After reading a Rolling Stone feature on Carrie Brownstein, I watched a couple episodes of “Portlandia,” a sketch comedy series she’s in with Saturday Night Live alum Fred Armisen, presently the bandleader on Seth Meyers’ “Late Night” show. I loved a “Portlandia” scene about feminist bookstore owners irate over a bad online review. Brownstein was in the Nineties riot grrrl band Sleater-Kinney (named for a road in Lacey, Washington, near where the group practiced).
Carrol Vertrees wrote Sunday about his fear of snakes, something I can identify with. Once, reading on the deck of our Maple Place house, I heard a weird noise. In a gutter just a few away a snake suddenly jumped onto the ground. Another snake crossed right in front of me while I was walking on a National Lakeshore path. Years ago a small garter was slithering in the grass. “Don’t worry, it’s harmless,” someone said, right before it bit a friend’s finger and didn’t want to let go.
In Graham Greene’s “The Tenth Man,” a short novel from jack Gruenenfelder’s library, Jean Louis Chavel, a prisoner-of-war in occupied France, convinces another man to die in his place in exchange for all his money and property. Destitute after the war, he returns to his former home and, using an assumed name, works for the dead man’s sister and mother. An imposter shows up pretending he is Chavel and determined to steal the property. The real Chavel sacrifices his life as a means of finding redemption for his earlier cowardly act.
In “Poverty, Heresy and the Apocalypse: The Order of Apostles and Social Change in Medieval Italy, 1260-1307” Jerry Pierce writes with great clarity, and it is obvious from his style what a great teacher he is. I’m hoping IUN’s History Club will invite him back for a lecture. Unfortunately, since he was denied tenure, the club he revived has ceased to function on a regular basis.
Anne Balay has logged thousands of miles between her “Steel Closets” book tour, visiting Emma, and taking Leah back to college. Robert Blaskiewicz is editing my review to better fit in the NWI Times. Anne reports that her book is now at the IU Northwest bookstore, as well as Barnes and Noble. Mike Olszanski, who, like me, read early drafts of the manuscript, put an “I Am an Ally” poster on Facebook.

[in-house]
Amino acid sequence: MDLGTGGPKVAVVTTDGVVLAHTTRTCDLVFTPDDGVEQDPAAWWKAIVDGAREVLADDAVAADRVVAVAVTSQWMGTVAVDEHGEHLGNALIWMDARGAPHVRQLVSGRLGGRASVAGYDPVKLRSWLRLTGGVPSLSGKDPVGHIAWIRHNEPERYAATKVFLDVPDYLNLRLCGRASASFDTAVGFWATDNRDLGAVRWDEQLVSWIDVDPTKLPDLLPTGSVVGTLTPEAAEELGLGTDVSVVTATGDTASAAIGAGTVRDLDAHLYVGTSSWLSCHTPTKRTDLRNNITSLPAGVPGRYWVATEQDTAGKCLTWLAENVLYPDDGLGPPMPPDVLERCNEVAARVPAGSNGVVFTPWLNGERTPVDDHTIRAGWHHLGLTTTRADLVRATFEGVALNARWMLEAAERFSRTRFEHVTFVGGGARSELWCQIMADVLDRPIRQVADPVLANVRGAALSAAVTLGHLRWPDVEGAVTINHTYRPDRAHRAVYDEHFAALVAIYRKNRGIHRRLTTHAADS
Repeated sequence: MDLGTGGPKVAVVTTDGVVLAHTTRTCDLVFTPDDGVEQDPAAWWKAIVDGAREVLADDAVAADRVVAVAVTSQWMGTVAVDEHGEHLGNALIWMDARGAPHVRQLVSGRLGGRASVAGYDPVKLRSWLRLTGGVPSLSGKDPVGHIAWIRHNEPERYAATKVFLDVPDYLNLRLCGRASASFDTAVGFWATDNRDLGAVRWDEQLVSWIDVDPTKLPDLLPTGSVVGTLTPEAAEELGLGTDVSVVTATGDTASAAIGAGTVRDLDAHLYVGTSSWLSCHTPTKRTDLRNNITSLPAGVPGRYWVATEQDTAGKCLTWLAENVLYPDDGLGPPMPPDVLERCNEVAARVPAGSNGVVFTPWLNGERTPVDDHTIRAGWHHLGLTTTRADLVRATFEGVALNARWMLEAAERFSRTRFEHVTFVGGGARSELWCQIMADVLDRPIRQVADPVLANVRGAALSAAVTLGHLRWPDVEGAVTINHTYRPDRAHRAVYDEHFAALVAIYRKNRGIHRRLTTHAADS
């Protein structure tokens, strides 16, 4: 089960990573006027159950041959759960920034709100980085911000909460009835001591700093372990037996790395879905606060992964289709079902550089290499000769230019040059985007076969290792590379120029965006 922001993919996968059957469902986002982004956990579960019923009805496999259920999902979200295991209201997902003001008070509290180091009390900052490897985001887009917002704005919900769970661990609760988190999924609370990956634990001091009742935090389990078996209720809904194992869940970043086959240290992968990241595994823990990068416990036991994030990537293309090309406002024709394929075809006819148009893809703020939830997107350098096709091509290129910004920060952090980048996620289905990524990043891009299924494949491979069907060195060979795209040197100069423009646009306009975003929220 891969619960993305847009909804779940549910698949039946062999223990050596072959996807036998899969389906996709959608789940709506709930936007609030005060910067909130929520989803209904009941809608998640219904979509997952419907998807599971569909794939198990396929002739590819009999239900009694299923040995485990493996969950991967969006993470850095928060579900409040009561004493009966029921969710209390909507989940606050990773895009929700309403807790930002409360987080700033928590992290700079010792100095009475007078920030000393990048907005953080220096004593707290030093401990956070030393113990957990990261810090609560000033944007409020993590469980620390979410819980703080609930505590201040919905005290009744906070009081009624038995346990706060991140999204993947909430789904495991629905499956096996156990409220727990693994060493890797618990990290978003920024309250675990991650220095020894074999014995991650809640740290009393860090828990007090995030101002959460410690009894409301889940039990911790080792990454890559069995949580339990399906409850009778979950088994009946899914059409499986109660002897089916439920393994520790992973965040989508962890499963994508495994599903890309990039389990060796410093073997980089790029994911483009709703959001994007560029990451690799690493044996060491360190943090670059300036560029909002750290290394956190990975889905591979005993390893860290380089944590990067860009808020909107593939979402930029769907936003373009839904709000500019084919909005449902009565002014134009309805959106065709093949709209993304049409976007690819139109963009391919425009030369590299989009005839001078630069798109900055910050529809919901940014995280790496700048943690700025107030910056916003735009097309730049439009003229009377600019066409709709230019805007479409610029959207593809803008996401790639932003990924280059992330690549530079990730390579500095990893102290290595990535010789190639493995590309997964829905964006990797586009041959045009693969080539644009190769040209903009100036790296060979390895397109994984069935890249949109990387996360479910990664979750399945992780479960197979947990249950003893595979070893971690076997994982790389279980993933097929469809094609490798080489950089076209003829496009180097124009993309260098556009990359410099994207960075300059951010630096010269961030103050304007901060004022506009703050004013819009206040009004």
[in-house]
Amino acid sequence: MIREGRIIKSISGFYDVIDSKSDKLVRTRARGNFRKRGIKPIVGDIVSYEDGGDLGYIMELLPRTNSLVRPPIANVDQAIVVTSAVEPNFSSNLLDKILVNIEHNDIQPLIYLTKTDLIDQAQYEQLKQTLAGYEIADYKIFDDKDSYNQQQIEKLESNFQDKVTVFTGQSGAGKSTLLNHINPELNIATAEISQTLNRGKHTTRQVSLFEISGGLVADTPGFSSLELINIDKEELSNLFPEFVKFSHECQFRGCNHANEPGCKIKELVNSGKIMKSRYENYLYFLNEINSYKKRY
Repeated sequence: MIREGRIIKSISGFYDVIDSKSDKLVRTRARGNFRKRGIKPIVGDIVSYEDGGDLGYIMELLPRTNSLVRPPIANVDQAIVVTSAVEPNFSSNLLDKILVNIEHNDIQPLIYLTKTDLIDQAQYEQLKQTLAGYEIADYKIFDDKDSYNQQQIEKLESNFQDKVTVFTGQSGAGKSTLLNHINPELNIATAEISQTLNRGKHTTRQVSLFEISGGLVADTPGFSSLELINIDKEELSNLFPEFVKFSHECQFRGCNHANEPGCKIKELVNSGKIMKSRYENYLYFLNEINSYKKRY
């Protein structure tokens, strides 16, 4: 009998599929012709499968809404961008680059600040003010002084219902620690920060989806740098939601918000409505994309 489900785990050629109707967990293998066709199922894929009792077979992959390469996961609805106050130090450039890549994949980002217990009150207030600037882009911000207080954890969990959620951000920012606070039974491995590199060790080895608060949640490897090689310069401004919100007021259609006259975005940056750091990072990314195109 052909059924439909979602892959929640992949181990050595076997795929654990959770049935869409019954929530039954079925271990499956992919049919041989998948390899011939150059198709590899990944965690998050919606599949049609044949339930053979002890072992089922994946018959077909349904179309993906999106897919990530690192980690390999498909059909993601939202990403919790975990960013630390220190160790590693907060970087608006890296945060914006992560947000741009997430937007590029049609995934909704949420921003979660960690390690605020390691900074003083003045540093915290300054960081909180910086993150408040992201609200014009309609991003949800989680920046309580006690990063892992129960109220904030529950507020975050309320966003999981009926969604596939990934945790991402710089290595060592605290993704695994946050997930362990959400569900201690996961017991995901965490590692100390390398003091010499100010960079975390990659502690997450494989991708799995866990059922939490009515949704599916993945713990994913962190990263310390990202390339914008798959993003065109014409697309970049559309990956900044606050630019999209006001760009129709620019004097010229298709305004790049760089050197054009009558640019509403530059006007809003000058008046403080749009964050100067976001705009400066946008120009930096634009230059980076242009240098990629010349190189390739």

A reporter from California was in the Archives researching steelworkers. Her grandfather worked at U.S. Steel South Works, retiring in 1973, and she has heard family stories that may or may not be apocryphal that she’d like to weave into an article. I discussed possible ways she could deal with that issue, using phrases such as “according to family lore” or “my grandfather claimed. . . .” She was reading “Gary’s First Hundred Years” when Steve introduced us, and I gave her a copy so she could read it later and suggested she examine Mike Olszanski and my “Steelworkers Fight Back” issue.
Henry Farag called to discuss the upcoming performance of “The Signal: A Rhapsody” at Gardner Center. I suggested one possible ending: having Stormy Weather perform a song they did for troops in Bosnia during the 1990s.
More administration pettiness: There’s approximately a thousand dollars in my old Steel Shavings account, money I myself donated as well as from subscribers expecting to receive volume 43. The Dean, undoubtedly just following orders, told me I can’t touch it because it must be used “for the purpose indicated in setting up the account (which is expenses related to the student focused version of Steel Shavings).” Has the person making this decision seen a statement of purpose dated 40 years ago? I doubt it.